By Gary Sliworsky, Ag rep, Emo
Measuring pasture yields can be a challenge. The following article by Jack Kyle, grazier specialist with OMAFRA, gives you an idea of how to do it.
With harvested forage or grain crops, we get an indication of yield from the number of bales, feet in the silo, or bushels of grain produced.
With pasture, we can measure the number of pounds of beef or lamb produced. But in many cases, it is breeding females that are being pastured, so although we get an idea of the pounds of calf produced, it is not a very accurate estimation of the actual pasture yields.
In many areas, the productivity of a pasture is measured in terms of AUMs (Animal Unit Months), which is based on carrying capacity. An Animal Unit (AU) is considered to be 1,000 pounds of beef cow with or without a nursing calf.
Other animal types also fit under this definition based on 1,000 pounds of body weight.
The number of months (M) that this animal unit can be fed on the pasture gives the AUMs. This measure gives a good indication of the carrying capacity or productivity of the pasture.
Let’s look at an example: 10 cows weighing 1,500 pounds would represent 15 animal units.
If they were on a pasture for 60 days, that would represent two months, so 15AU x 2M is 30 AUMs on that pasture.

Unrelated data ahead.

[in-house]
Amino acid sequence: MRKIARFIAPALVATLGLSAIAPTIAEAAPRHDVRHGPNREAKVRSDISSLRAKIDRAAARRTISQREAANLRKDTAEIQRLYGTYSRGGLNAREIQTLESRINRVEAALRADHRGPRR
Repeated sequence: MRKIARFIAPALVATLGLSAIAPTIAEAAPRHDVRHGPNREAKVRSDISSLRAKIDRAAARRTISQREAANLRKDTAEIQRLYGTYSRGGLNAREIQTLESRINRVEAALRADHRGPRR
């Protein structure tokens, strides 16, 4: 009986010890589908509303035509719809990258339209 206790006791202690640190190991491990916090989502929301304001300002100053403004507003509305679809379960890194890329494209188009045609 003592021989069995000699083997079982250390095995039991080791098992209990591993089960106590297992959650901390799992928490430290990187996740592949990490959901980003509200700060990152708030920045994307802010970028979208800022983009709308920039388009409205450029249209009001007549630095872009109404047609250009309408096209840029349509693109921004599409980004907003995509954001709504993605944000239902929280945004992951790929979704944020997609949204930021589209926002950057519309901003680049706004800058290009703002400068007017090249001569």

Let’s consider this value on an acreage basis. If this example was a 15-acre pasture, then we would have 2 AUMs per acre (30 AUM divided by 15 acres). If it was a 20-acre pasture, we would have 1.5 AUMs per acre.
Another example: 10 stockers weighing an average of 500 pounds would represent five Animal Units. If they pastured for 120 days that would be 20 AUMs (5 AU x 4 M). If this pasture was five acres, then we would have 4 AUMs per acre.
By converting the animals into 1,000-pound units, you then have a consistent measure that will allow you to compare pastures, seasons, and years.
Another measure that can be used is cow days per acre. If 30 cows were on 20 acres for 90 days, then we would have 30 x 90=2,700 cow days. 2,700 cow days on 20 acres represents 2,700 divided by 20, or 135 cow days per acre.
This may be easier to calculate, but it does not take into account the size of the cows.
The important part of this exercise is to record the number and size of animals that are in the pasture and the number of days that they are there.
This is a very important measurement when looking at the productivity of annual crops such as turnips or cereals planted for grazing.
Dates to remember
•Dec. 3-5—Large animal clinic dates for Dr. Stacey Angus (call 1-204-422-8749 to book an appointment).